Another risky development is the sense of mistrust and division that has been fanned by some actions of the Atiku administration. For the first time in the history of politics in the state, Birnin Kebbi is observably divided along Old Town and Nasarawa parts. You can see it in the concentration of appointments into the civil service like where you have 10 directors of Finance appointed from old town to one from Nasarawa or where you have good roads constructed at Tudun Wada to the substandard ones constructed at Bayan Kara and Bayan Oando. If a part of the city could be visited this open hostility, one wonders the kind of antagonism that awaits people from outside the state capital. The chasm that has emerged has exacerbated a feeling of loathe and resentment against the administration and the indifference towards the government is evidently palpable. The implication, at the end of it all, is that these guys will further polarize the state along very flimsy fault-lines in order to boost their capacity to appropriate resources and line their pockets. Make no mistake about it, it is all about cornering resources and dispensing patronage.
On the rice ‘’revolution,’’ many are worried that officialdom tend to be economical with the truth. Kebbi has always been endowed with the Fadama land suitable for wheat and rice production. What Atiku has done did not transcend opening the environment up and making too much noise about it. Of course, the level of awareness created by the government as well as making a very strong case for people to key into the transformation agenda is commendable in the kind of acute leadership deficit which Kebbi has wallowed in since creation. Ordinarily, the two immediate past governments who should have particularly attained this level of achievement long ago, were all headed by two very selfish ex-Customs Officers who misdirected resources to the development of their respective villages to the detriment of the state capital.
If a Governor cannot as much as sign papers to open up a business potential like rice farming, then that person has lost the right to lead people. What Governor Atiku Bagudu has done in the area of the so-called rice revolution should be about the most simplest of tasks to be signed and unfolded. It is just about signing of papers that do not involve channeling of resources into a highly thought-out but risky enterprise. Otherwise, we should be elegizing Adamu Aliero for establishing the state University at Aliero and the Airport in Birnin Kebbi, two critical development issues from which the people of Kebbi have not ceased to benefit from or Sa’idu Dakingari for the Polytechnic in Dakingari, the upgrade of the Airport and the construction of the Hospital at Kalgo. Less I forget, Kebbians should be beating the drums and praising both Aliero and Dakingari for the best township roads (to date) which they have separately built in Birnin Kebbi, roads that were constructed with the same quality across the state. None of them segregated between one part of the capital city and another.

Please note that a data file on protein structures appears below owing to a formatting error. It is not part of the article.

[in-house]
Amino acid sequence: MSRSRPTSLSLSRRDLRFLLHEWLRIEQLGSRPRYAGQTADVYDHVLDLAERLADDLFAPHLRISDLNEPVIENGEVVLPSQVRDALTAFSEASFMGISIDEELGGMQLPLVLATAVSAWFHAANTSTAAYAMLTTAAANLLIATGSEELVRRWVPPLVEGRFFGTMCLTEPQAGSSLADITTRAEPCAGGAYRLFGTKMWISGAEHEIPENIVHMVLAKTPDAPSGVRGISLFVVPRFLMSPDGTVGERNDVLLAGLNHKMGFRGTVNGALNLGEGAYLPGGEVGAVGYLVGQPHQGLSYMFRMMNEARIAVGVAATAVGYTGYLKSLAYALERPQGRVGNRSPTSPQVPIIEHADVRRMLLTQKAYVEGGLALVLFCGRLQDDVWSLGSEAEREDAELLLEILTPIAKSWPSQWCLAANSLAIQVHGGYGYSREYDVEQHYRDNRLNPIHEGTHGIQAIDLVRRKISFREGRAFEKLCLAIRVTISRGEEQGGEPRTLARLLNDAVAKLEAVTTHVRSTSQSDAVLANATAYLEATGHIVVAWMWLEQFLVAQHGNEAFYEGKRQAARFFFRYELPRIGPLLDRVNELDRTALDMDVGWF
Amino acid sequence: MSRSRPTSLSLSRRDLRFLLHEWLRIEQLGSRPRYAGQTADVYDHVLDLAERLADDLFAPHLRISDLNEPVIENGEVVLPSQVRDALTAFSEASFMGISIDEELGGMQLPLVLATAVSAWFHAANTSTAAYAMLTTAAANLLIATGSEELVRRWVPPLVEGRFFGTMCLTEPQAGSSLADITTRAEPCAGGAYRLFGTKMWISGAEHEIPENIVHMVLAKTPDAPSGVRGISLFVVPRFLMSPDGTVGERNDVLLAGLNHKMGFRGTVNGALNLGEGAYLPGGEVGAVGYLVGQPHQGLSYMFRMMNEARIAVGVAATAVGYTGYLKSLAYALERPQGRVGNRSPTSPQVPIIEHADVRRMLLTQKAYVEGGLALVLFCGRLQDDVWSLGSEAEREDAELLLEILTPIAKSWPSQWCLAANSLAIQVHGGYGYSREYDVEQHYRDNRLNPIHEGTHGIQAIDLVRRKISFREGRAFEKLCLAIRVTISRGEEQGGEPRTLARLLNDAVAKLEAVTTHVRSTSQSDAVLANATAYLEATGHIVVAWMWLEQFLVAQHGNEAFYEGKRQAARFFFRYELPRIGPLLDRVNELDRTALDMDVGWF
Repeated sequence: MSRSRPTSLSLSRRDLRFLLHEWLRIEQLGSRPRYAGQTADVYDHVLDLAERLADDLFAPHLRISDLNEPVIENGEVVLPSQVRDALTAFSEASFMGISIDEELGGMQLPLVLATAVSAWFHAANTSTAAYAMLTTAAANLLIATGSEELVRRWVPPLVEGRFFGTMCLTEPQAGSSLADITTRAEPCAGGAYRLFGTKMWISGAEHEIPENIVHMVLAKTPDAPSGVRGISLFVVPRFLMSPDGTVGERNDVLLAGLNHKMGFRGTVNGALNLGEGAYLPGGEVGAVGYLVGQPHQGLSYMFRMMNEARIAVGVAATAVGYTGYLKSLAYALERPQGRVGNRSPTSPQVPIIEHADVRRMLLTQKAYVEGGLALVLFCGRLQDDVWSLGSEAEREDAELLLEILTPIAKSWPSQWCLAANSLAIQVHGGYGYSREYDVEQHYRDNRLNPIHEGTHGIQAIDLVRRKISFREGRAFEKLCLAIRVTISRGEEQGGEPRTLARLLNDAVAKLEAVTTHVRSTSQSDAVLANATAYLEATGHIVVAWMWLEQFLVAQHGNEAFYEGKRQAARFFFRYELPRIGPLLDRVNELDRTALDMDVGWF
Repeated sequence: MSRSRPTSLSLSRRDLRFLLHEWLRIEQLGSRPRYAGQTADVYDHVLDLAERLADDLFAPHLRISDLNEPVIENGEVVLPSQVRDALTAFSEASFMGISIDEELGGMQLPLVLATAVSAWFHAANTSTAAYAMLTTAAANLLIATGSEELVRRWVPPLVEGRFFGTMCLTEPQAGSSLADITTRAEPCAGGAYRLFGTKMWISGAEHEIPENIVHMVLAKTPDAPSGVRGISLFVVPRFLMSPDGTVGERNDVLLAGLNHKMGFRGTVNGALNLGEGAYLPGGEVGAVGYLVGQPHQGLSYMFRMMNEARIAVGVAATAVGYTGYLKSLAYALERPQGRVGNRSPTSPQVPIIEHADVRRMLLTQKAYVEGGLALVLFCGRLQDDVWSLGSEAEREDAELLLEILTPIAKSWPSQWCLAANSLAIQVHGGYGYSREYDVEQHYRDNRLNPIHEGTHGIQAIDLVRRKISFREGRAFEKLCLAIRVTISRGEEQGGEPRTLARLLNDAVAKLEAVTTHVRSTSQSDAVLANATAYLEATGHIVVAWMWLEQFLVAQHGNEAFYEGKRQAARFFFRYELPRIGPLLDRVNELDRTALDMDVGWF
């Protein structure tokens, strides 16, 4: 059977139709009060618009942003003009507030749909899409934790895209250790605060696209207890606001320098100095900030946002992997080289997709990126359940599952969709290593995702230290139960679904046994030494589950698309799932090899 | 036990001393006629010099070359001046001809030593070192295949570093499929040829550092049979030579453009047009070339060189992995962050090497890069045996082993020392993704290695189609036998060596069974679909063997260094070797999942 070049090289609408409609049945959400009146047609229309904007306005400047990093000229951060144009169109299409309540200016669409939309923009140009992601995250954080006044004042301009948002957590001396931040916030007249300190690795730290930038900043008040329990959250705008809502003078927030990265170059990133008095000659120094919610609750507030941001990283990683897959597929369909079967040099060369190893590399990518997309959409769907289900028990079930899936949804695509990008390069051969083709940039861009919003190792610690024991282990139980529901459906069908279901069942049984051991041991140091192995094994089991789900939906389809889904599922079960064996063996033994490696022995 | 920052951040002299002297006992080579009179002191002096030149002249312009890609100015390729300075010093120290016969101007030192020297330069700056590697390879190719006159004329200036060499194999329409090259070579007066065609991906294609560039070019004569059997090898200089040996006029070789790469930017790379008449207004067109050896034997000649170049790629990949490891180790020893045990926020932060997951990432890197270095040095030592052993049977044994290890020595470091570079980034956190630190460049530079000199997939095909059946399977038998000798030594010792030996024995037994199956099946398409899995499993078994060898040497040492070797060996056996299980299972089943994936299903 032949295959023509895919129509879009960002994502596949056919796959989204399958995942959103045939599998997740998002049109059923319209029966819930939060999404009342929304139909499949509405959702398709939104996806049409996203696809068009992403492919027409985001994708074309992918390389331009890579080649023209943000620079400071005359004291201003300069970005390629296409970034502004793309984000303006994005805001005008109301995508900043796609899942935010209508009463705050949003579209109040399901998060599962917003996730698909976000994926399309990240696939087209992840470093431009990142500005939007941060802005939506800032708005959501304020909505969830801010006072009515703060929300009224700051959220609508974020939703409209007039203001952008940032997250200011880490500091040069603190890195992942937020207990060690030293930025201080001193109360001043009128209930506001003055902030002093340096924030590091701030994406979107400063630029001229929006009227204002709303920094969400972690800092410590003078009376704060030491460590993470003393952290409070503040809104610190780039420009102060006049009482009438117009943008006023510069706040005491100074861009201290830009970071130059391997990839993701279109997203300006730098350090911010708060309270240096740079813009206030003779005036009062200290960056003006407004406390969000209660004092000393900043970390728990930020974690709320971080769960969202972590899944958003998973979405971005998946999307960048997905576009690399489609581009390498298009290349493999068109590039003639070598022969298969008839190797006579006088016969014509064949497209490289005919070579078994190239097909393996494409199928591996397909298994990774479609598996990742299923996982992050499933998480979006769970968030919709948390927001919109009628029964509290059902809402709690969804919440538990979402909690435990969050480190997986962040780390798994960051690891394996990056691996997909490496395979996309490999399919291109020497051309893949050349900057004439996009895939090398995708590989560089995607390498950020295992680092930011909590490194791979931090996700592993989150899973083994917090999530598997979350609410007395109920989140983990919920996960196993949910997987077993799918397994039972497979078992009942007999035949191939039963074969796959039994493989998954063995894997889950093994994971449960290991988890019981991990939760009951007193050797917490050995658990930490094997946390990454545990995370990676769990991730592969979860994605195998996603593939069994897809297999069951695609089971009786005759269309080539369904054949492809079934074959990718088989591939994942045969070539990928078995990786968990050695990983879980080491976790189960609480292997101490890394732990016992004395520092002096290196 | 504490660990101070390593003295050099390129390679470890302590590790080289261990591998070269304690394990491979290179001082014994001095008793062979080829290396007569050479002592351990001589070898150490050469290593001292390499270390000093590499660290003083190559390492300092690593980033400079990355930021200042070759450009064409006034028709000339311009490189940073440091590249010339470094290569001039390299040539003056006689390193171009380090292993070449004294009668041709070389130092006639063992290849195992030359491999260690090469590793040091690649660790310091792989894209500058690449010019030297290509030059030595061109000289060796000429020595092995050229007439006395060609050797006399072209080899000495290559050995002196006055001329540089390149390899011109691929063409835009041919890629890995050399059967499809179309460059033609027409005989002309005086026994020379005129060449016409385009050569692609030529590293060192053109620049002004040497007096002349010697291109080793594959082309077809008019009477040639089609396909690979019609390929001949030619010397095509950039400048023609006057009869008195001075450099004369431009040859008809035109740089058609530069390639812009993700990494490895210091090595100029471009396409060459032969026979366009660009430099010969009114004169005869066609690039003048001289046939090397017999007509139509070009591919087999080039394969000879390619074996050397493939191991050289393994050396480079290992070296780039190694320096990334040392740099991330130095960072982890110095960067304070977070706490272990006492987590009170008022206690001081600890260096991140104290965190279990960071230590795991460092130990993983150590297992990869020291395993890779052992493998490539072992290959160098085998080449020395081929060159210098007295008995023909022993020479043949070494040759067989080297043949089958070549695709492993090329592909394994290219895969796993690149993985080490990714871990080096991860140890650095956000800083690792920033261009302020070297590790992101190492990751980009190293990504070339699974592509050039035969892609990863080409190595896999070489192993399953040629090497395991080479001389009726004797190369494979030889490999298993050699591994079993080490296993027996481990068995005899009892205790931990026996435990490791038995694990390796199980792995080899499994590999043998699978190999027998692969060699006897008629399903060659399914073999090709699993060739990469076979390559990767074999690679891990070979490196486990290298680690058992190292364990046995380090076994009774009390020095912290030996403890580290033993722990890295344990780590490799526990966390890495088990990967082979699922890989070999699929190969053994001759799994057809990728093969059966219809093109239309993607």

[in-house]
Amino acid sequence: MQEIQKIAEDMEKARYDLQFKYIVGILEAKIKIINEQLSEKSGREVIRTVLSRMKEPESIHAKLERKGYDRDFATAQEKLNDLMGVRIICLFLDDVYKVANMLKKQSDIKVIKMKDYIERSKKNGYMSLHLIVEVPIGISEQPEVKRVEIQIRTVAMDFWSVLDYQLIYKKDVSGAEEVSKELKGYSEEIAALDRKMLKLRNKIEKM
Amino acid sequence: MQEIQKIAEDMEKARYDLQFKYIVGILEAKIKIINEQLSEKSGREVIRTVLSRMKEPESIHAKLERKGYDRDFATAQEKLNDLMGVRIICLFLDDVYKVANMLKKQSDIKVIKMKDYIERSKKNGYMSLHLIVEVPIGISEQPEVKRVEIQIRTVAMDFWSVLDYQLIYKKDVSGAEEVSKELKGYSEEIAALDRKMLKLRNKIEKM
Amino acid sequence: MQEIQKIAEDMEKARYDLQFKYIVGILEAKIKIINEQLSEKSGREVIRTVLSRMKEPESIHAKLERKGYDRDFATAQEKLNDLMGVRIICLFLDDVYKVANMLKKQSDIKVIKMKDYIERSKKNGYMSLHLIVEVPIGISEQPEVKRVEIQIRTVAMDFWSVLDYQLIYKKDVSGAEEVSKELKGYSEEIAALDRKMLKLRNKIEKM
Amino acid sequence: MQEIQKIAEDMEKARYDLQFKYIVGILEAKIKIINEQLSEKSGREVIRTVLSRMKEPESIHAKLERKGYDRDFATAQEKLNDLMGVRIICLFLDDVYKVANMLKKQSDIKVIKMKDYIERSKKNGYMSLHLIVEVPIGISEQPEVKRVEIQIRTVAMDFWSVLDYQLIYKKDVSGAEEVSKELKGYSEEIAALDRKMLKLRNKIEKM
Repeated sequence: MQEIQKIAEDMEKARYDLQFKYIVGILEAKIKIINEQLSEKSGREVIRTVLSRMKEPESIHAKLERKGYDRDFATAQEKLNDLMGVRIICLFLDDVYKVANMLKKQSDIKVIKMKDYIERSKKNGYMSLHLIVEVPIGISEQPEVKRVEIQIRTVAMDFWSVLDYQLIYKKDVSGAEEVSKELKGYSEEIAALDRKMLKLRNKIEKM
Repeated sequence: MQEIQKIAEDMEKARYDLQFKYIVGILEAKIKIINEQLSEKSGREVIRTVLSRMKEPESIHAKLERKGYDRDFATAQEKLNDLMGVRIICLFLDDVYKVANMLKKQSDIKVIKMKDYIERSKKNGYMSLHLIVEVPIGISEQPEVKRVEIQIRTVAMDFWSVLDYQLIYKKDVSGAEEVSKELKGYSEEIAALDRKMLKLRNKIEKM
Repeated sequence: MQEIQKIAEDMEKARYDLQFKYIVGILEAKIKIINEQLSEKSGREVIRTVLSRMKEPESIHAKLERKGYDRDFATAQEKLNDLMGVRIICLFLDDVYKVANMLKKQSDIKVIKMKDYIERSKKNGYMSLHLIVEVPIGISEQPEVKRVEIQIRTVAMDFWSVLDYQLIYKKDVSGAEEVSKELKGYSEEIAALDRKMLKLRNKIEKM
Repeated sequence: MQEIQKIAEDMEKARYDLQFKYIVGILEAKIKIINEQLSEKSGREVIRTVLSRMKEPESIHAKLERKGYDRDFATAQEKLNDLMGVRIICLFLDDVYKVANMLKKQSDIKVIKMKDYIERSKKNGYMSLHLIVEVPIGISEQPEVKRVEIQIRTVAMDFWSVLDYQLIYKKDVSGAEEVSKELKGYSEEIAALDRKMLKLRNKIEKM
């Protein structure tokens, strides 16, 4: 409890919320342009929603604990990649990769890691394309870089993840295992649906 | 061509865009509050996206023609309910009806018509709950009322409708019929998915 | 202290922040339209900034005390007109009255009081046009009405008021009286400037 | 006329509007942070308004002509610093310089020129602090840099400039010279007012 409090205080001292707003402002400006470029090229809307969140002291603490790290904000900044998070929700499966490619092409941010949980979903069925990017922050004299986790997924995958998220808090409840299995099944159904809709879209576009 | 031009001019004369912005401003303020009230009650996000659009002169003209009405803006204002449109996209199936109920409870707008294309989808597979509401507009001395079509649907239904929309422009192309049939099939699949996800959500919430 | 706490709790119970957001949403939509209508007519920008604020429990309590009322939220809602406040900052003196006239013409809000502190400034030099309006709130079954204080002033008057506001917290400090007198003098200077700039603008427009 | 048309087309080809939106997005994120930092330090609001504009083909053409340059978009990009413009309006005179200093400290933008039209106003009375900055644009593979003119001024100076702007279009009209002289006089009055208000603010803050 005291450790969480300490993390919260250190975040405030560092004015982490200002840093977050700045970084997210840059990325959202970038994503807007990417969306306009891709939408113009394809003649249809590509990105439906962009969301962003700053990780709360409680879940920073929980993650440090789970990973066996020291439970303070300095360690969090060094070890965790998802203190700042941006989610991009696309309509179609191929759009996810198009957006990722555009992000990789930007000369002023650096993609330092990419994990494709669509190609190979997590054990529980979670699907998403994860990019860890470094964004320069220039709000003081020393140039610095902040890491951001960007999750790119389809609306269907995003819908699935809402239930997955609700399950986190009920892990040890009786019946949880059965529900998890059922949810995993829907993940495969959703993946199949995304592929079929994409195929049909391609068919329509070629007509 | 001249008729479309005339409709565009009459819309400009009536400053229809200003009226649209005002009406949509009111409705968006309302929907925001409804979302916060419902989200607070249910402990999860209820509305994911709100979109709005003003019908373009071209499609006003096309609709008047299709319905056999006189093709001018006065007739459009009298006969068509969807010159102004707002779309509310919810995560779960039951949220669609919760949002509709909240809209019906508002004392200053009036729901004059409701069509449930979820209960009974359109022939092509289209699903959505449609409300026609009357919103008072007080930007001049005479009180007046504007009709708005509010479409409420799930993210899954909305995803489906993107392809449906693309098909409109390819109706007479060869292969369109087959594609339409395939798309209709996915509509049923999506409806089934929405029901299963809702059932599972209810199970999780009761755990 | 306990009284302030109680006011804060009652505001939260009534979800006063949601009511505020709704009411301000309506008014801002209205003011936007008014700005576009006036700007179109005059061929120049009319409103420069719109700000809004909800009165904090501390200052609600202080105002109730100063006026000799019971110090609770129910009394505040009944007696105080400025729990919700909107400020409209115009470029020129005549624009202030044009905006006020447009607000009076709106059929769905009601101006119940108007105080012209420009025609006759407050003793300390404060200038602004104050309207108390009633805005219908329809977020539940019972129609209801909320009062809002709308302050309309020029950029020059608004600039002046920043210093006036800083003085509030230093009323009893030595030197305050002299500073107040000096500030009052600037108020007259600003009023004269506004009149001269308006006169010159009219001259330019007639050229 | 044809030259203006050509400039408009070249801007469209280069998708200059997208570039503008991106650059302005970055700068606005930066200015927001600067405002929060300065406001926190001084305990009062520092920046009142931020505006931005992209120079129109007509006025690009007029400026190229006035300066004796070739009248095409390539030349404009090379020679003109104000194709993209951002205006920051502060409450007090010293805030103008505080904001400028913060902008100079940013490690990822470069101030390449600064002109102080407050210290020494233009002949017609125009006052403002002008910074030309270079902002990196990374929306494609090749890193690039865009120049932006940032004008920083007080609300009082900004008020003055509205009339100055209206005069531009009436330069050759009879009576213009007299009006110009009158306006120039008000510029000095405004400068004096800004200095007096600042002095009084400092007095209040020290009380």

This reporter recalls that he had once debated with a childhood friend who is a well known Atiku apologist on why the state government was apparently dithering in the execution of meaningful projects. While he was vehement in my belief that government could be faster, the friend was making excuses out of ‘’resource constraints or cash squeeze’’ occasioned by falling prizes of oil. But the guy had been to Sokoto only once and that was in 1983. Aside that trip, he has never been to any part of the world. There was no way he could therefore have known that Kebbi has indeed been left behind in the trajectory of development or that Kebbi has some catching up to do. Gombe state, with only 11 local government areas and with about the least of federally allocated funds, has fought to a standstill the monster-gully erosion that had nearly eaten Gombe city up. They have also built the kind of roads people only see on TV. Another resident who are not be named, lamented that “Gombe, though created years after Kebbi, is like New York compared to my state. And the blame goes to all those that have govern the state since creation both military and civilians. We all have the leverage to do as we wish, but one underlying fact is that those in positions have a chance to modify their actions to make up with their creator or continue to play the Ostrich by upping the ante of their sins and coming to terms with it at a place and time no one can intercede for you.” The question now on many lips is: when will the “emperor” of Kebbi wake up from his slumber and deceit?